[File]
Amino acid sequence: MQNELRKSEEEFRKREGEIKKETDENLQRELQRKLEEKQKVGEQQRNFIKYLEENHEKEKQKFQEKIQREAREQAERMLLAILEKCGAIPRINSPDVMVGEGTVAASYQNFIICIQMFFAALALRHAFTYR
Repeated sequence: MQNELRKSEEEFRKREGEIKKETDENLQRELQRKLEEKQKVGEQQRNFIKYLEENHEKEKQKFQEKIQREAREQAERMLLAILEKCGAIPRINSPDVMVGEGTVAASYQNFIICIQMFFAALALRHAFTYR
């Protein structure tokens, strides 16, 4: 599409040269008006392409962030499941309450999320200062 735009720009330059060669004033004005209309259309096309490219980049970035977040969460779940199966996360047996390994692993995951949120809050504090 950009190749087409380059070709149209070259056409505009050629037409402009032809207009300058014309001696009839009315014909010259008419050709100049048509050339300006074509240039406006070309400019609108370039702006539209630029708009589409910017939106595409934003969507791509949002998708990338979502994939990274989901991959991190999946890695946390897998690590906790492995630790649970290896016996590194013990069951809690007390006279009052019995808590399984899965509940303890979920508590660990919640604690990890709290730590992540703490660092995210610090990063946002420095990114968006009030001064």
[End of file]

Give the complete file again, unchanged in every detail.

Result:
Amino acid sequence: MQNELRKSEEEFRKREGEIKKETDENLQRELQRKLEEKQKVGEQQRNFIKYLEENHEKEKQKFQEKIQREAREQAERMLLAILEKCGAIPRINSPDVMVGEGTVAASYQNFIICIQMFFAALALRHAFTYR
Repeated sequence: MQNELRKSEEEFRKREGEIKKETDENLQRELQRKLEEKQKVGEQQRNFIKYLEENHEKEKQKFQEKIQREAREQAERMLLAILEKCGAIPRINSPDVMVGEGTVAASYQNFIICIQMFFAALALRHAFTYR
């Protein structure tokens, strides 16, 4: 599409040269008006392409962030499941309450999320200062 735009720009330059060669004033004005209309259309096309490219980049970035977040969460779940199966996360047996390994692993995951949120809050504090 950009190749087409380059070709149209070259056409505009050629037409402009032809207009300058014309001696009839009315014909010259008419050709100049048509050339300006074509240039406006070309400019609108370039702006539209630029708009589409910017939106595409934003969507791509949002998708990338979502994939990274989901991959991190999946890695946390897998690590906790492995630790649970290896016996590194013990069951809690007390006279009052019995808590399984899965509940303890979920508590660990919640604690990890709290730590992540703490660092995210610090990063946002420095990114968006009030001064």